Works Cited:

Dunn, Jada. Telephone interview. 5th Feb. 2021


Hannah Feinstein:Academic Profile

Hannah Feinstein possesses a quirkiness that is reminisce of the actresses from the show Broad City, rectangular glasses upon her face and an enviable short haircut that she casually flips back in mid conversation. You can immediately get the perception that Hannah is the kind of individual who sat by the weird girl in class or defended the quiet boy at lunch who painted his nail lavender. Hannah doesn’t seem to fit into any of the high school or college archetypes. She’s uniquely herself with an impressive sensitivity and a keen awareness of her privilege.

Hannah’s fledgling academic self was first discovered within the confines of her home. Her mother was a teacher and the guiding influence on her eventual career choice. Her mother had went back to school upon becoming pregnant with Hannah. She cheekily expressed, “I basically got a degree when being birthed.” A career in childcare wasn’t necessarily preordained it took a few walks in the dark to get to that consensus. She found herself at the University of Central Florida away from her family taking on the major of hospitality management. She quickly recognized that she didn’t like the structure and realized that most of what she was being taught could easily be learned through hands-on experience at a restaurant. She dropped out after one year, finding a job at Disney’s Orlando theme park. It’s the vision of tourists biting into gigantic turkey legs and children giddy after a ride on the teacups. It was a job, perfunctory and routine. Hannah didn’t envision ever going back to school, but a deadly fatal virus had other ideas.

March , April , May , June floated as the world became a zombie dystopia. It was a Shakespearean tragedy. Hannah regretted going out of state for school and saw it as a waste of money. She had dropped out of an English class that semester , fretting over a five page essay. Her academic self was shedding its skin at that point. She was creative, but only saw perfection in her writing. The first draft had to be the equivalent of  Shakespearean prose or she couldn’t fathom going further. Hannah preferred math. The answers were readily there and it was concrete. English asked more of her, begged her to determine more of the text and of herself. She spent the pandemic months with the idea that she would eventually be able to go back and work at Disney. The call never came. Without an air of anything special Hannah, thought to herself, “Where is the nearest place to get my degree.”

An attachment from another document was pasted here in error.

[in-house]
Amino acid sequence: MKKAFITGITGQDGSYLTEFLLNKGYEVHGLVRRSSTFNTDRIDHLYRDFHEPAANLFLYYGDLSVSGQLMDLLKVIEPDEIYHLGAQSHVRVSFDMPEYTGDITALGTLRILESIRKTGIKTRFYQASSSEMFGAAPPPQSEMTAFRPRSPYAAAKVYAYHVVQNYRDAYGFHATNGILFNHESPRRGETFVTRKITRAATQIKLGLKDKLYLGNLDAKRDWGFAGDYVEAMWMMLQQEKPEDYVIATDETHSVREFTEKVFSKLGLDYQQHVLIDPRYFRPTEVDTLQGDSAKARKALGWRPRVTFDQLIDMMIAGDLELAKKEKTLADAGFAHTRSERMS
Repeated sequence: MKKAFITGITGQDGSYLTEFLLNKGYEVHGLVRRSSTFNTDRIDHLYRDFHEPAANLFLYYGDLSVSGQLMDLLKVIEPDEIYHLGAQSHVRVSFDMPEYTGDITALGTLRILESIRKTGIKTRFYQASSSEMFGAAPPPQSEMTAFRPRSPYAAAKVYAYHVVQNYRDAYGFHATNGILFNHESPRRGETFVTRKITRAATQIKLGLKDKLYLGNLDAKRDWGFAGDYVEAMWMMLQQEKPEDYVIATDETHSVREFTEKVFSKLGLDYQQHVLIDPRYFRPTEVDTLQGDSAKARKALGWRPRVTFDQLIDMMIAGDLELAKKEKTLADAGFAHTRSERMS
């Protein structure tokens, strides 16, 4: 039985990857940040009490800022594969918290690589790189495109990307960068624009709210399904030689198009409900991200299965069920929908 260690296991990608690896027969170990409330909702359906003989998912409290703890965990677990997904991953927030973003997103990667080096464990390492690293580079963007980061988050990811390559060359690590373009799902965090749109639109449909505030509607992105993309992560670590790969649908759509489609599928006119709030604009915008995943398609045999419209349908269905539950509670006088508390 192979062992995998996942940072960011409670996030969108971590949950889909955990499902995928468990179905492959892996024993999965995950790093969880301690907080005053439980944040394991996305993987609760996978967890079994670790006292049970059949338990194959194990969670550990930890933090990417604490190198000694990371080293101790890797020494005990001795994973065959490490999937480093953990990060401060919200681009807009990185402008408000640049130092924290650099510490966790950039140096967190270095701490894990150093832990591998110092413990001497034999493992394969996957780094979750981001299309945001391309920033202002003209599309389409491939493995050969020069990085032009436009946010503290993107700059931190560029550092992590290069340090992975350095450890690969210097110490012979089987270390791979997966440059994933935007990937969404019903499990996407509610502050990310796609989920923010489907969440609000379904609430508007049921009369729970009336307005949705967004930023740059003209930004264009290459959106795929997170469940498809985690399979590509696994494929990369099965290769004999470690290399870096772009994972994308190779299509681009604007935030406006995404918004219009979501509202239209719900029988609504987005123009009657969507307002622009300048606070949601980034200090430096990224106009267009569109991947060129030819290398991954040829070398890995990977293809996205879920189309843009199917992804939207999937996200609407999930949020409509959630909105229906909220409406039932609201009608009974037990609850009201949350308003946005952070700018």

The Alpharetta Georgia State campus became the newest space for Hannah’s academic self. She had admitted to being a procrastinator, a creative, but also even a little performative. She espoused, “The me I put on, versus the me I actually am.” For Hannah the focus academically isn’t primarily being the most intellectually inept but pursuing what is the most profound and actively kind. Passionately, she spoke of her conflict with the elitist spaces of college. This idea can be interpreted further with the article, Taking My Parents to College. In the article it explores the exact perception of elitism and how it can be isolating for marginalized individuals, creating an environment of feeling like an imposter, an alien in the room. It’s obvious that Hannah’s empathy translates to an academic self that is reflective and evolving. 

            For Hannah the academic setting has changed, and what she longs for is communication. The interaction with her classmates is what she misses. She finds comfort in the hijinks of the characters on Parks and Recreation. She admits that she prefers the quiet sound of nothing when she studies. The literature of Harry Potter books seemed to be the only books she could stomach. Her lack of  reading was an adolescent rebellion, she sought ways to be completely different from her sister, that meant no pages of Judy Blume to be discovered. It seems that with any person the academic self is a multitude of experiences. The first time you raised your hand in class. The first subject that challenged you. The book that gave language to your oppression. Hannah’s academic self-began with her mother, the teacher.  Hannah will soon become a fourth teacher one day eventually leading her pupils to the journey of their academic selves.


Sabria Hall Academic Profile

Hello class! My name is Hanah Feinstein, and I had the pleasure of interviewing Sabria Hall. Before I dive deep into my conversation with Sabria, I need to apologize to you, the reader. I need to apologize that you are only reading about Sabria Hall second hand as opposed to getting the privileged to speak with her directly. Sabria Hall is a one-of-a-kind, creative, and empathetic person who inspires anyone who meets her. So, I am sorry that while I won the lottery in getting the opportunity to talk with her, you are only reading about the glimmer of light that she is. But this is the position we find ourselves, so please join me as we learn about our inspiring classmate, Sabria Hall.